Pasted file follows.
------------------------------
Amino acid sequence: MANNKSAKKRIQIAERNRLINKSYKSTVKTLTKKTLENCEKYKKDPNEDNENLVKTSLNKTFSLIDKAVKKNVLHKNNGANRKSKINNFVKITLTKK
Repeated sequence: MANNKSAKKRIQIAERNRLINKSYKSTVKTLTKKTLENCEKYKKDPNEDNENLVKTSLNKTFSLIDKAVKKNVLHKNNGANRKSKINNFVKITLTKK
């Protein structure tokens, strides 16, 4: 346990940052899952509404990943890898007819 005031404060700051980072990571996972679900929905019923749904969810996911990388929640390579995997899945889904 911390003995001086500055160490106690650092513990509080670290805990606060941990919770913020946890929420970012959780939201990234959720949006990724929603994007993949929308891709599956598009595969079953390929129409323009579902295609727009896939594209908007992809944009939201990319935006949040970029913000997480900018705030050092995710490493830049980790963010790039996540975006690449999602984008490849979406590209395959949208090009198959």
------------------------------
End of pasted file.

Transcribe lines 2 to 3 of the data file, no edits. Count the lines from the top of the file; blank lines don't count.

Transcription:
Repeated sequence: MANNKSAKKRIQIAERNRLINKSYKSTVKTLTKKTLENCEKYKKDPNEDNENLVKTSLNKTFSLIDKAVKKNVLHKNNGANRKSKINNFVKITLTKK
């Protein structure tokens, strides 16, 4: 346990940052899952509404990943890898007819 005031404060700051980072990571996972679900929905019923749904969810996911990388929640390579995997899945889904 911390003995001086500055160490106690650092513990509080670290805990606060941990919770913020946890929420970012959780939201990234959720949006990724929603994007993949929308891709599956598009595969079953390929129409323009579902295609727009896939594209908007992809944009939201990319935006949040970029913000997480900018705030050092995710490493830049980790963010790039996540975006690449999602984008490849979406590209395959949208090009198959």